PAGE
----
Over the years I’ve seen and evaluated many syncopal episodes, or fainting spells.

In one, a 62-year-old college professor collapsed without warning while delivering a lecture. Several students rushed to his aid, by which time he was conscious again. An ambulance was called and he was taken to a hospital.

In another case, a 48-year-old woman forgot to take her morning blood pressure pill and skipped lunch while Christmas shopping. She finally took her medication in the evening before heading out to a cocktail party, where she downed a martini.

The next thing she knew, she was flat on her back. Despite her protests, she was taken to a hospital.

And a 23-year-old medical student’s vision blurred as she began dissecting a cadaver in her first-year anatomy class. She suddenly felt giddy, lightheaded, and sick to her stomach, and broke out in a cold sweat.

Seconds later, she passed out. Within seconds she awoke, was helped to her feet after a few minutes, and took the rest of the day off.

The 101 on Syncope

All three had a syncopal episode, each for a different reason but with the same common denominator: a momentary lack of oxygen-carrying blood to the brain, with a loss of consciousness. By falling to the floor and assuming the recumbent position, blood flow to the brain was restored.

A true faint—as opposed to other causes of sudden loss of consciousness, such as head trauma, seizures, and strokes—usually lasts for only seconds to minutes. In the rare instances when attaining that recumbent position is impossible, a faint may be longer, and permanent brain damage can occur.

Otherwise, the main downside of fainting is the potential for physical injury from falling.

Fainting is surprisingly common, with suggested prevalence rates as high as 40 percent. In a study of about 2,000 people, one in five had a fainting episode at some point. It has been estimated that up to 3 percent of emergency-room admissions are due to syncope.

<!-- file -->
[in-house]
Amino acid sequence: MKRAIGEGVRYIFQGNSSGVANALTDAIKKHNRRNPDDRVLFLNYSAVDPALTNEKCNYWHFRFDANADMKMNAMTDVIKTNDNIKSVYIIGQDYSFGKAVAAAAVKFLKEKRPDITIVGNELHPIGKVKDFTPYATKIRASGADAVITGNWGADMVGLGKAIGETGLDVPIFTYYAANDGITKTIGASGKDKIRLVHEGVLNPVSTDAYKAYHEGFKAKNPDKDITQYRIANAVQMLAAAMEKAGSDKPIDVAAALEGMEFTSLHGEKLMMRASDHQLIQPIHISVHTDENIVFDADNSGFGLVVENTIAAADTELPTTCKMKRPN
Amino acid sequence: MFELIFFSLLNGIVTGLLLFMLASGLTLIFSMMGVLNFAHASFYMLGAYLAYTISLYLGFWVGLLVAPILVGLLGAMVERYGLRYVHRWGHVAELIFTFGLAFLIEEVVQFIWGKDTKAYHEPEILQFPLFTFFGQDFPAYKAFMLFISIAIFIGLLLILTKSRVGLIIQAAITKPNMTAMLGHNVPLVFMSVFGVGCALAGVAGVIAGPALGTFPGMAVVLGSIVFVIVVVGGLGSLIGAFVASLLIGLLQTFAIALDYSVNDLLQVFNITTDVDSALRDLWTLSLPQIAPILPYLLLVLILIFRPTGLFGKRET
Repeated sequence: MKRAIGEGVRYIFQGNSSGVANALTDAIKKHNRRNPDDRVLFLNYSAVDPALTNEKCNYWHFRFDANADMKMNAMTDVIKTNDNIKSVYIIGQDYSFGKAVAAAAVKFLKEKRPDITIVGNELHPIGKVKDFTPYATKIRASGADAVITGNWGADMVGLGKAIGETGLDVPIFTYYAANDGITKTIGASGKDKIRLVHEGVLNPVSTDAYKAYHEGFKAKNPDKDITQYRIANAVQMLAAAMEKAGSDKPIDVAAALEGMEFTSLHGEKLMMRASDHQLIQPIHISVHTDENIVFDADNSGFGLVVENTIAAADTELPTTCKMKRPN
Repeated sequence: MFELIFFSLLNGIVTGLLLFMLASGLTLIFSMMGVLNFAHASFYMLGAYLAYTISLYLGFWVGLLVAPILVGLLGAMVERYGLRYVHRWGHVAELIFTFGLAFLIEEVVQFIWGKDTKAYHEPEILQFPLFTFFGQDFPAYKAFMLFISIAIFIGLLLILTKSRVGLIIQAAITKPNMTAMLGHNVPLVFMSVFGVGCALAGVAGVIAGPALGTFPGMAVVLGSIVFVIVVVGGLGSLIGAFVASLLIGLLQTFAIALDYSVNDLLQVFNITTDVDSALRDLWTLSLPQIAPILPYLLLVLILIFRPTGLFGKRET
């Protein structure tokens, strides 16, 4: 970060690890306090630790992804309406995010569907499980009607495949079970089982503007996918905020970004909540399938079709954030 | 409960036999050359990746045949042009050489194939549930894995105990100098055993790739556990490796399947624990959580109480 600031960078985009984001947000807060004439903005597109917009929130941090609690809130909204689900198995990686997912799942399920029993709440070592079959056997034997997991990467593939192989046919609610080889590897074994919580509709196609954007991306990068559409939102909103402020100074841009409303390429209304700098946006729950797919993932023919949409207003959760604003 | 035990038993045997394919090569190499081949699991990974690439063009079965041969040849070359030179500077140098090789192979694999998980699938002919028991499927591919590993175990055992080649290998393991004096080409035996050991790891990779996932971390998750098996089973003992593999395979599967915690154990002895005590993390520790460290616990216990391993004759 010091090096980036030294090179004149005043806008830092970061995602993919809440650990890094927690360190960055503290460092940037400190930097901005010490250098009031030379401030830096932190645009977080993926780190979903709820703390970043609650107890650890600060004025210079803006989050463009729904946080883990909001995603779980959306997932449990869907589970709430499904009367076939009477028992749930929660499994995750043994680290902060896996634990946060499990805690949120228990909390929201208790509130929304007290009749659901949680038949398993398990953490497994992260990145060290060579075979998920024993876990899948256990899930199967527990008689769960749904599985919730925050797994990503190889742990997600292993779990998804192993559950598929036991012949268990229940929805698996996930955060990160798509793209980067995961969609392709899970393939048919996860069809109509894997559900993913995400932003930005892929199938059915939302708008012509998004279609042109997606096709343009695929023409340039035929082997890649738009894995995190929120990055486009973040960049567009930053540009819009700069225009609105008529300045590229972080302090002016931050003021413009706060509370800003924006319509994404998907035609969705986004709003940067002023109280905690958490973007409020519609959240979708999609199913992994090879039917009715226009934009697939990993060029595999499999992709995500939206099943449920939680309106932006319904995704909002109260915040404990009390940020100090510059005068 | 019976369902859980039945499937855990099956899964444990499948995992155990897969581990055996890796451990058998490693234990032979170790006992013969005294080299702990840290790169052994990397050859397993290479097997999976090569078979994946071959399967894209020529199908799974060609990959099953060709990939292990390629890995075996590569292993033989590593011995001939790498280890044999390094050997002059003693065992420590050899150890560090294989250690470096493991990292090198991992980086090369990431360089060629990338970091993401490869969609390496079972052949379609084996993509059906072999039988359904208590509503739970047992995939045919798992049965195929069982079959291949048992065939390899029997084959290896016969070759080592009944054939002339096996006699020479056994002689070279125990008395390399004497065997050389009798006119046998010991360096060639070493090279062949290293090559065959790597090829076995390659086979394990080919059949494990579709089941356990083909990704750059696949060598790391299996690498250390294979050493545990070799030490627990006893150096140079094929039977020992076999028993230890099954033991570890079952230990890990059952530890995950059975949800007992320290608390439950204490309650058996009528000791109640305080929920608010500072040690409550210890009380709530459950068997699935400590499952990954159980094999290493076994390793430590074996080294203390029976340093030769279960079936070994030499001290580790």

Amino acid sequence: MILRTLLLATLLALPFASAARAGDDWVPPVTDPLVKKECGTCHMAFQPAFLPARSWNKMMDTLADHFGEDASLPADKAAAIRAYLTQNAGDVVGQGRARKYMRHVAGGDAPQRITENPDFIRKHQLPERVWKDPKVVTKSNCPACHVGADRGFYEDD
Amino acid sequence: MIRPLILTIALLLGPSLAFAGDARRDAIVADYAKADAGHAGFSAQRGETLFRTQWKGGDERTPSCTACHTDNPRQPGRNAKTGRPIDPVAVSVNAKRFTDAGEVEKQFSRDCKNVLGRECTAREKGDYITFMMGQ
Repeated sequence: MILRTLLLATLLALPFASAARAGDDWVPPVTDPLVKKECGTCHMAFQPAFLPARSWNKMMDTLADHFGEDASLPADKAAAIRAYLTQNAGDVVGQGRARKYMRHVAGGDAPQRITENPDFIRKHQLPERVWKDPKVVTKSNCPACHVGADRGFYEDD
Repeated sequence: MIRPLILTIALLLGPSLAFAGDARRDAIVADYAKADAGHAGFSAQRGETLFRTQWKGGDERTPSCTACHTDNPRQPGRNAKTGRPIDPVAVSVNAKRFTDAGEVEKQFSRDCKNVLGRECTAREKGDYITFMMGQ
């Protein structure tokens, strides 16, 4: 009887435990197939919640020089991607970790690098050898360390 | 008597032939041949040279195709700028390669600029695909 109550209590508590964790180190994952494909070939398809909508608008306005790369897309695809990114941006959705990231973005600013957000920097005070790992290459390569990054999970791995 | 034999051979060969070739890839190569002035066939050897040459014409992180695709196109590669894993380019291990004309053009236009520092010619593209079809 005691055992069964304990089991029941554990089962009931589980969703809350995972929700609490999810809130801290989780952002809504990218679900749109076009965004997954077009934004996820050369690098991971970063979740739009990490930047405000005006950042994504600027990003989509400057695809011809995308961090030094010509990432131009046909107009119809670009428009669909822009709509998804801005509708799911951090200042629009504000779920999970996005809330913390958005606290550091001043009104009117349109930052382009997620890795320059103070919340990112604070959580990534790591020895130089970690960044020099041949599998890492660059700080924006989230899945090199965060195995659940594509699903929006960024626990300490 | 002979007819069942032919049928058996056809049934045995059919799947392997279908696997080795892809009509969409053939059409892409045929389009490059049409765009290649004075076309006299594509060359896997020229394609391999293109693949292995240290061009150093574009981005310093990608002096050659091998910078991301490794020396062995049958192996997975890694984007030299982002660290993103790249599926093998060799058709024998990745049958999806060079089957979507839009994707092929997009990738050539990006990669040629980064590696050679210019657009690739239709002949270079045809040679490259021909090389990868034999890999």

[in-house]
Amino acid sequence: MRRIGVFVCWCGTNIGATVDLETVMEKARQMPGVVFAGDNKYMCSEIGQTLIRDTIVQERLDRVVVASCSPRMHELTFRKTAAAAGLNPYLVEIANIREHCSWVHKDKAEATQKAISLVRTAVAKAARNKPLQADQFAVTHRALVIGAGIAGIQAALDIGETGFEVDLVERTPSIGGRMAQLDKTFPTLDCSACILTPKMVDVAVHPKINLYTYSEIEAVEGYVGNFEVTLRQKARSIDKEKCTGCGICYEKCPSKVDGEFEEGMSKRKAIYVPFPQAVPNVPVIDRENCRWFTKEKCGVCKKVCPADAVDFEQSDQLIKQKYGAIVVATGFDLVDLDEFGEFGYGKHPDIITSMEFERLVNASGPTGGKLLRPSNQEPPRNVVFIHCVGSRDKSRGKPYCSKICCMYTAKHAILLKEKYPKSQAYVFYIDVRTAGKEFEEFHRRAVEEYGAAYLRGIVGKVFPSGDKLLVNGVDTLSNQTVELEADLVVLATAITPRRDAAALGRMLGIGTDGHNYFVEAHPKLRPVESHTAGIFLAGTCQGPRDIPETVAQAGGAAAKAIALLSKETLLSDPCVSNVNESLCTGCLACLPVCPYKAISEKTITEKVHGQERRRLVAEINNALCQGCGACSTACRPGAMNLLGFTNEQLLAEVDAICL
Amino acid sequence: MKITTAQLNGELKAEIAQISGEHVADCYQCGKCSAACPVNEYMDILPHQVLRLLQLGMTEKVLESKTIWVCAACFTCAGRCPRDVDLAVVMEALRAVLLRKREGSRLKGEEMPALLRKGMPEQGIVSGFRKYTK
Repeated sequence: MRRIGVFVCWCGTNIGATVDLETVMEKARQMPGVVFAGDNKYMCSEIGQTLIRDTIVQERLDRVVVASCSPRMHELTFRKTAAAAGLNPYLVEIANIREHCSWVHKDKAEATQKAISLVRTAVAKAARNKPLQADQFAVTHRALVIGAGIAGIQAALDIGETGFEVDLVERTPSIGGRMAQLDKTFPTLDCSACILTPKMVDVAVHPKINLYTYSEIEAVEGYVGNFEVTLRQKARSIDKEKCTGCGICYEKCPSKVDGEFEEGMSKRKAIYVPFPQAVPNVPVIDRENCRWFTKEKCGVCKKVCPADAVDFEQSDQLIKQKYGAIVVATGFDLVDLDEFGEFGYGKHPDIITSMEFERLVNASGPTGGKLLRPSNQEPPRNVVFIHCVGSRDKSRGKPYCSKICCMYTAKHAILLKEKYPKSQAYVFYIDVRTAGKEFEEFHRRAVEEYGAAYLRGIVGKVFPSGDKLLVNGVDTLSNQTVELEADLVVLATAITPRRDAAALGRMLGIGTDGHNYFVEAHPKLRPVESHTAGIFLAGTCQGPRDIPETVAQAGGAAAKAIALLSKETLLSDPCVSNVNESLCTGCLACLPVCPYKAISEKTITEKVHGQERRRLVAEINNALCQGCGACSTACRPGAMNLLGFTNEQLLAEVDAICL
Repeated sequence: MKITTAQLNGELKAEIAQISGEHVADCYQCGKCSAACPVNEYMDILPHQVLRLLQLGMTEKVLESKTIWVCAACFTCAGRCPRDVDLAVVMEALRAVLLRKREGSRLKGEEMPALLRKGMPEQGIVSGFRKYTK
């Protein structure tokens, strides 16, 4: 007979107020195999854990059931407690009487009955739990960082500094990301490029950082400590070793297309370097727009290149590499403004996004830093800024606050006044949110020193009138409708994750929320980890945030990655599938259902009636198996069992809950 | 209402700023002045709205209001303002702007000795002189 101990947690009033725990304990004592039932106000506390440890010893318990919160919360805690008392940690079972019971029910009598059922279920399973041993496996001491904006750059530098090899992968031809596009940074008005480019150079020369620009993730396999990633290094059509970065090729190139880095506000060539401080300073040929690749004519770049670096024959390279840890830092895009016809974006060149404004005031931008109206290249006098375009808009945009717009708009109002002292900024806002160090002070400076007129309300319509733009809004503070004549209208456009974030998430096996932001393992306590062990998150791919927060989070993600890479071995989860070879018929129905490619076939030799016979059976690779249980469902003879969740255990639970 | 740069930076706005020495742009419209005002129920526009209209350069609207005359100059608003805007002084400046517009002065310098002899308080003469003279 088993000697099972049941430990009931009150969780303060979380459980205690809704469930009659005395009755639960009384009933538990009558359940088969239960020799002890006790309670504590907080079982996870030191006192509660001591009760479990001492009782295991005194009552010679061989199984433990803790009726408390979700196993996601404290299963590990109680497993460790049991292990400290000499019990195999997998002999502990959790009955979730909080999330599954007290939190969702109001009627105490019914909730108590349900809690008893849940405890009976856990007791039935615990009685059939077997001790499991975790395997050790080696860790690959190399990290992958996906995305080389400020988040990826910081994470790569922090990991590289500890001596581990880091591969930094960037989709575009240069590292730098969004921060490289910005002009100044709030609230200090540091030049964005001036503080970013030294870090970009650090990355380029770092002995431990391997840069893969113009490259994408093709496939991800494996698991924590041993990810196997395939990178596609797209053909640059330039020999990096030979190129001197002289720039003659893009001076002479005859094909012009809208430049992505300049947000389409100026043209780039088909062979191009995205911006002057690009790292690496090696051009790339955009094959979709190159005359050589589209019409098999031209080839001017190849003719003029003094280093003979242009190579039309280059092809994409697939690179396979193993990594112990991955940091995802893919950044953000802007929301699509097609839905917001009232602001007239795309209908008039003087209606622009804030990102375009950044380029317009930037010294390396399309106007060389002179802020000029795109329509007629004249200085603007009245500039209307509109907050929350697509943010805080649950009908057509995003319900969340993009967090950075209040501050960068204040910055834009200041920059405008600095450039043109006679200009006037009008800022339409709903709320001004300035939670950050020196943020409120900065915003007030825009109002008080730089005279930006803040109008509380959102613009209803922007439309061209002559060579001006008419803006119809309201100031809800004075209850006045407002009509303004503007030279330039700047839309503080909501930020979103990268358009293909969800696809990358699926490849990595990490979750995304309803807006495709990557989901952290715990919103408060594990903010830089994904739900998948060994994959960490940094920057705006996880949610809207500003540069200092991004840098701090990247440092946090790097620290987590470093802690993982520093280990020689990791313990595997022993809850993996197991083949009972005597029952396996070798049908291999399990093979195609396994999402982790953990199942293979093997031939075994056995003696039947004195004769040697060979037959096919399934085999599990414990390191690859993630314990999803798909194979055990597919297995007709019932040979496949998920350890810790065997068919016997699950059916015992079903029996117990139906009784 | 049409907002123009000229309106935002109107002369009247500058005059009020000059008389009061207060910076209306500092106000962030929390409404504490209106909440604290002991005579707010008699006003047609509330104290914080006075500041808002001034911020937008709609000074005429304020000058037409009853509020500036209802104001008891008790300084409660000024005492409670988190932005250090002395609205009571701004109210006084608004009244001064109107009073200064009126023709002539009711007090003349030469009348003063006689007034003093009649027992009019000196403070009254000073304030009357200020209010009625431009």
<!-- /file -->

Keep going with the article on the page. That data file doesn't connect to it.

Determining the Cause

Pinpointing the reason for a fainting spell can be difficult. About one-third of syncopal episodes are labeled “of unknown cause.”

And though attempts have been made to establish a “syncope risk score” (to differentiate the more serious causes from the less hazardous or easily explainable), that distinction may not be evident at the time of an ER evaluation.

We do know that the likelihood of a serious underlying cause—and cardiovascular disease predominates—increases with age. We’ve also found that the need for extensive and expensive testing and hospital admission can be reduced by a carefully focused history and physical exam, plus an electrocardiogram (EKG).

As for My Patients . . .

While the professor was in the ambulance, an EKG showed a complete heart block—that his heart’s upper chambers were not “talking” to the lower chambers. His pulse rate was only 28 beats per minute.

Within 2 hours, a cardiac pacemaker had been implanted in his chest. He was back in action several days later.

The martini drinker’s EKG was normal in the ER, but her blood pressure was 80/50. Normal for her, on blood pressure medication, was 140/80. The combination of alcohol and medication (potent blood vessel dilators) had sent her blood pressure into a tailspin that ended in a faint.

In the ER, she was given intravenous fluids and was monitored for a few hours. She learned the hard way that blood pressure drugs and alcohol don’t mix.

The medical student was a victim of her own overactive vagus nerve, which, when stimulated by an upsetting trigger, slows the heart and lowers blood pressure, causing a faint.

Her presyncopal symptoms were typical: blurred vision, nausea, palpitations, and cold sweats. She decided surgery wasn’t in her future.

Feel Like You Might Pass Out?

If you’re one of the fortunate fainters with presyncopal symptoms, try to avoid triggers such as severe pain; the sight of blood or the needle prick involved in taking blood; hot, stuffy rooms; standing for long periods; scary movies; and heights.

And if you feel those telltale symptoms coming on, immediately lower yourself to the floor to avoid getting hurt if you should collapse. Don’t try to get up too soon; recurrent fainting is common.

Editor's note: This article also appeared in the August 2017 issue of Consumer Reports on Health.